What is Failure Modes and Effects Analysis?

Failure Modes and Effects Analysis is a systematic way to identify and either eliminate or mitigate risk. It is forward-looking, which means that it is an effort to accurately predict and control the future. This is important to make sure that an asset is being maintained efficiently and effectively.

What are the Benefits of FMEA?

  • Greater safety and environmental integrity
  • Improved performance
  • Greater maintenance cost-effectiveness
  • Longer useful asset life
  • A comprehensive database of failure modes and spares
  • A useful troubleshooting guide
  • Better teamwork
  • A comprehensive and uniform understanding of the asset

How Does Failure Modes and Effects Analysis Work?

It’s actually pretty straightforward. There are seven steps:

What are the functions and associated performance standards of the asset in its present operating context?

What is the asset designed to do? What do operators expect it to do? And what is the context in which it is currently operating? This first step clearly defines what the asset is capable of and what we expect of it. This is important because it’s frequently the case that different stakeholders have different ideas as to how the asset works and what it is capable of.

If the asset is complicated, we need to break it down into systems, subsystems, and components. Failures usually happen at the component level. But normally we experience the results of a component failure at the asset level. So we need a detailed breakdown of all the different layers that make up the asset.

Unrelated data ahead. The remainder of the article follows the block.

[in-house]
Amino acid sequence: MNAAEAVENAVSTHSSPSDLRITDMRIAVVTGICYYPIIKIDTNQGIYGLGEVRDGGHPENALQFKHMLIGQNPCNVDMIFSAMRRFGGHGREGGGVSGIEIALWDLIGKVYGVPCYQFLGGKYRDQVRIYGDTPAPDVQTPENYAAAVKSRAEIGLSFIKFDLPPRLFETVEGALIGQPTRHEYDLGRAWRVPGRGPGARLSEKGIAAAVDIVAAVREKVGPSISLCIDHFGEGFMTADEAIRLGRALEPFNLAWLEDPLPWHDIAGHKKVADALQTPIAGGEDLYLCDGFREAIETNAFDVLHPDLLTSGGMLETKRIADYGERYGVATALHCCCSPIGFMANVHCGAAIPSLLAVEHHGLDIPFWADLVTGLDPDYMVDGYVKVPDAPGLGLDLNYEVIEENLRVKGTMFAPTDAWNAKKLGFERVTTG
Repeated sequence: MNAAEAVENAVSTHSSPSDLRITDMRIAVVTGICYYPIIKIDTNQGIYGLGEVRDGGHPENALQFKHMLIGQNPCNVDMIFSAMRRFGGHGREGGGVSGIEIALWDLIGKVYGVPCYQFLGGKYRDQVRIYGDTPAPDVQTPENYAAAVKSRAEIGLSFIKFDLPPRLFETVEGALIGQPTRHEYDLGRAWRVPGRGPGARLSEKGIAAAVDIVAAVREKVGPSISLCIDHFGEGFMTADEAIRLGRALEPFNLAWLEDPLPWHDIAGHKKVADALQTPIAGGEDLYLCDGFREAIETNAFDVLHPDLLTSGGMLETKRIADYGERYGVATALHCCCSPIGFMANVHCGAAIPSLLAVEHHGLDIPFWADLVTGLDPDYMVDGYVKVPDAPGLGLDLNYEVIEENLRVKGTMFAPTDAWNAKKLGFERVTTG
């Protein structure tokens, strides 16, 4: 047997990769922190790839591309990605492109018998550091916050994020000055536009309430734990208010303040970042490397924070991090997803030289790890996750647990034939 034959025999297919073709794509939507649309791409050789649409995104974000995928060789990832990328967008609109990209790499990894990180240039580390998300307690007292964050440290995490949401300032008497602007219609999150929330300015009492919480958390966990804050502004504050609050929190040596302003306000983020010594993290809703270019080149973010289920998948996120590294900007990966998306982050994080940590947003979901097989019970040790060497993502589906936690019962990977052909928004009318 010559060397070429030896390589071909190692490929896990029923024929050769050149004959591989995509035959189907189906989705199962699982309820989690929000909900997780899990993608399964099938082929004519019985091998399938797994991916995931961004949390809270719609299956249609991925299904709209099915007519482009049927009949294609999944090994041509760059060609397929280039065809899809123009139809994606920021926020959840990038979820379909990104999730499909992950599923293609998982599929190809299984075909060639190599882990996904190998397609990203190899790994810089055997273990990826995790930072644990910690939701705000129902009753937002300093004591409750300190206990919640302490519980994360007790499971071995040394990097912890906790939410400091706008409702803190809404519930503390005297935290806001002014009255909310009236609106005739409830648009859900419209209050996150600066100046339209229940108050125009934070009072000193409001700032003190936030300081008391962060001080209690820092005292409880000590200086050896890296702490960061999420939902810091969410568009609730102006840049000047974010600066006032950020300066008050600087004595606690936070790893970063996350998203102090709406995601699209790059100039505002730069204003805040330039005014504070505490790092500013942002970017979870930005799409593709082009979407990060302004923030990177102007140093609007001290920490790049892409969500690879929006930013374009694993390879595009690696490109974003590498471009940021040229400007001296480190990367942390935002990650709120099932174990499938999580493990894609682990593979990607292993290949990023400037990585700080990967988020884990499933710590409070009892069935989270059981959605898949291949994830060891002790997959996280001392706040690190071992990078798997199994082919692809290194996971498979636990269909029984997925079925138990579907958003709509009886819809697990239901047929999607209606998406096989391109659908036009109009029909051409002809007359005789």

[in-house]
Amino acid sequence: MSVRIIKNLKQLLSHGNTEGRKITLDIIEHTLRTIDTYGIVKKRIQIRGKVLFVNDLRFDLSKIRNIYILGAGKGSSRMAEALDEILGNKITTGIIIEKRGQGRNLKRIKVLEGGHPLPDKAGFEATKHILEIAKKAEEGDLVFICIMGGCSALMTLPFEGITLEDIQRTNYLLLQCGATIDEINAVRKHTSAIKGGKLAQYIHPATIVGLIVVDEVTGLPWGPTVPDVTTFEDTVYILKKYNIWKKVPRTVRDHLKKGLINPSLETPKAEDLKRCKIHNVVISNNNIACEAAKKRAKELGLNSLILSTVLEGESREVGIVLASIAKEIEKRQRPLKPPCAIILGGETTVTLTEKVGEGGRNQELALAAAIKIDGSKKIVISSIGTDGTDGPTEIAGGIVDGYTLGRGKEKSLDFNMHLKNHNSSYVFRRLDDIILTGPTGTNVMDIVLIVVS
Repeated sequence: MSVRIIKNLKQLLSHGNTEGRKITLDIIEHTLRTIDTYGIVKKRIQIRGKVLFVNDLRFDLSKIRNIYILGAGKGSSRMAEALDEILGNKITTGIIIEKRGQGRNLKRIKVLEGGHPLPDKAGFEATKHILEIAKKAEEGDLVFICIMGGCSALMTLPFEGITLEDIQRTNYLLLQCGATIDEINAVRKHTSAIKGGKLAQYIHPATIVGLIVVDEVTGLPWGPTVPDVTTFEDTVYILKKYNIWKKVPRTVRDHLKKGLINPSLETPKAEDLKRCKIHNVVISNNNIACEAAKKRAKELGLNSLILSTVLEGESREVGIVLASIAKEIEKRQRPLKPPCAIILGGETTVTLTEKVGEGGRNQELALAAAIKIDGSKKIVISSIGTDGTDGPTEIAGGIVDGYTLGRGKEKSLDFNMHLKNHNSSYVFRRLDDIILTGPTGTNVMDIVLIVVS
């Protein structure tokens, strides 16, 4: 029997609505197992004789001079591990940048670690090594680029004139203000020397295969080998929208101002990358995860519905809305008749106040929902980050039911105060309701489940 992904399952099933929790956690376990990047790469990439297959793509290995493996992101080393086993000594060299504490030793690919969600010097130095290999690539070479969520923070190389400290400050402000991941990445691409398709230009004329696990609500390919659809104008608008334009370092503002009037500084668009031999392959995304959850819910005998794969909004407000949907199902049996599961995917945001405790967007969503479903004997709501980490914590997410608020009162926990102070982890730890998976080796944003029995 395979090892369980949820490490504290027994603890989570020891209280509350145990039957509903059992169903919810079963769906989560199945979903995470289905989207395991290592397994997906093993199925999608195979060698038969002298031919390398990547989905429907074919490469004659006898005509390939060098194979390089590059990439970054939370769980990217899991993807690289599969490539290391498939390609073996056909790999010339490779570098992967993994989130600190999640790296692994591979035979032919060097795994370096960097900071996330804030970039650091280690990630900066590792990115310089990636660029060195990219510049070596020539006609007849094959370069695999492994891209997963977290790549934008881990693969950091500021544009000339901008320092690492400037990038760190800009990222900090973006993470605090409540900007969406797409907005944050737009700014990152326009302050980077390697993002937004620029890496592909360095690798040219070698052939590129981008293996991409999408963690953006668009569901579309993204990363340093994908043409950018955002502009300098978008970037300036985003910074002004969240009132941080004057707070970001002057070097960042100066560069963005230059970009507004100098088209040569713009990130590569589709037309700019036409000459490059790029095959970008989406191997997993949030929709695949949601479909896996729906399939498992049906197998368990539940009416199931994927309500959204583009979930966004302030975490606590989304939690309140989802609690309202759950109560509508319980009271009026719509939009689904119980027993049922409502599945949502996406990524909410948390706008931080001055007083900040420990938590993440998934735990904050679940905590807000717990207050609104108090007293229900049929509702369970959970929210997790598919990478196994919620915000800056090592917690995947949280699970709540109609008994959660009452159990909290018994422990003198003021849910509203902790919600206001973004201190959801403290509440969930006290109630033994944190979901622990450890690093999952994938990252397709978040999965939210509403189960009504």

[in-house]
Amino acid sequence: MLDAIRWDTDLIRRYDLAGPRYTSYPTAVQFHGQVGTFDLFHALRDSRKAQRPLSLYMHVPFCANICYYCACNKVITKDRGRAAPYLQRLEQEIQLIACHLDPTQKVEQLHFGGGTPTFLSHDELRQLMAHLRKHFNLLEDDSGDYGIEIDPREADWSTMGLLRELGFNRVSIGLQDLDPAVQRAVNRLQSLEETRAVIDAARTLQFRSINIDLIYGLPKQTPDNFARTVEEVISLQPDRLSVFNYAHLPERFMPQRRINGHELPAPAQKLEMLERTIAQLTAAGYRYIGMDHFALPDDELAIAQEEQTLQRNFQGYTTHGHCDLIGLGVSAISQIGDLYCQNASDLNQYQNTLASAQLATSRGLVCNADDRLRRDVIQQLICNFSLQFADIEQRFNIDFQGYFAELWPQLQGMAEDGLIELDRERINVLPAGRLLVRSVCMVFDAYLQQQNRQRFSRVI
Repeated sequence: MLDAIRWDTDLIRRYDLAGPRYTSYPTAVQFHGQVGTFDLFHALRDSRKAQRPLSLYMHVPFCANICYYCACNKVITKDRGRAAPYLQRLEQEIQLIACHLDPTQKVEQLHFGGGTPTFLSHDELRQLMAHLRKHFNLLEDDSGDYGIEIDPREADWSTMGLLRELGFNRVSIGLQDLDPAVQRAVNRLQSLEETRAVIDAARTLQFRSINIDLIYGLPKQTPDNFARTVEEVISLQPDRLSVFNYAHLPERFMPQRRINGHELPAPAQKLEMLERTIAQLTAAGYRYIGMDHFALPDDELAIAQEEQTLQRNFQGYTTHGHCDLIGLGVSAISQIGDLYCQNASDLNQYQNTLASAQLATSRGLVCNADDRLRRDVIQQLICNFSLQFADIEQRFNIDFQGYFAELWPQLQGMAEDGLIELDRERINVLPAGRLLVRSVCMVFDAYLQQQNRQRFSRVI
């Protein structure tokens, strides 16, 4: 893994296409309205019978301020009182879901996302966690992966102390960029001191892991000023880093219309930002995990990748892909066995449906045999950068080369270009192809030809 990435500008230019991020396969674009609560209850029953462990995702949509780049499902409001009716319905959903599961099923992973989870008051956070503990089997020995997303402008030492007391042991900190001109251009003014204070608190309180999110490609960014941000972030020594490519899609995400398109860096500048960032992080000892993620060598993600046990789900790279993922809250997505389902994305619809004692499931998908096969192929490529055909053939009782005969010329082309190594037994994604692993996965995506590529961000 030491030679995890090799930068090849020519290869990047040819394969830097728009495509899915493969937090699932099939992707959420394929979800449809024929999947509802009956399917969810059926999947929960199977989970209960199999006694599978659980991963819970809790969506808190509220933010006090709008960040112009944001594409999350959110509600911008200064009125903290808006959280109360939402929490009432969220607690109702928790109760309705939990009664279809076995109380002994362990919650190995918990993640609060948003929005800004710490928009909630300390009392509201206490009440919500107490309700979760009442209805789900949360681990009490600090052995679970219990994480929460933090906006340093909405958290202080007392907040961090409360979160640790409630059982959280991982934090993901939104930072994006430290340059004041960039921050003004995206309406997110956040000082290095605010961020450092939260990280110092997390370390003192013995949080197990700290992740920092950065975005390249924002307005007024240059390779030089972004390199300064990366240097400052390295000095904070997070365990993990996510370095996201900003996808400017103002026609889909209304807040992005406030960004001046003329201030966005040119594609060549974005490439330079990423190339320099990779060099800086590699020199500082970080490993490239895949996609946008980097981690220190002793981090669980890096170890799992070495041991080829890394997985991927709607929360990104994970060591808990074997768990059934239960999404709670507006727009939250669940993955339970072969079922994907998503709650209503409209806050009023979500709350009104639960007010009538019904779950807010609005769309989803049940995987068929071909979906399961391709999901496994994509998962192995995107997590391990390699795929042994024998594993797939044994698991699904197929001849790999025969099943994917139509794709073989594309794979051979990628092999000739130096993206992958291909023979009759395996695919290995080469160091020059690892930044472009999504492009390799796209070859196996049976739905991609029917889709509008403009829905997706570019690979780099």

In what ways could/would it fail to fulfil its functions?

Once we have the asset hierarchy defined, we then need to define all the ways it could fail to perform as designed/expected. This requires a diverse team of knowledgeable experts.

What would cause these failures?

Next we examine the causes of these failures. We call these causes “failure modes.” We determine failure modes based on past experience and input from the team.

What are the effects of each failure?

Any given failure can have a variety of effects. We examine the effects on the component, sub-system, and asset.

What are the consequences of each failure?

An effect is usually accompanied by consequences. The team develops a detailed list of these consequences.

What can we do to predict, detect, or prevent each failure?

For each of the failure modes the team identifies, they then determine how the failure can be predicted in advance or how to prevent it altogether. For instance, can a measuring device be installed which will give the maintenance team advanced knowledge of an impending failure? How soon do they need to act in order to minimize the impact on operations?

What should be done if a proactive task cannot be found?

Finally, what should be done if a potential future failure cannot be predicted or a proactive task cannot be found? It could be that nothing needs to be done if the consequence and probability of failure is low. But if the consequence and probability of failure is high, maybe the system needs to be redesigned or replaced with a different system that is inherently less risky.

Can FMEA be applied to processes?

Yes, Failure Modes and Effects Analysis can also be applied to processes. You follow the same basic steps, but substitute the process for the asset. You can then break the process down into sub-processes and steps.

Sologic offers FMEA courses and leads FMEA consulting projects.  Contact us for more information.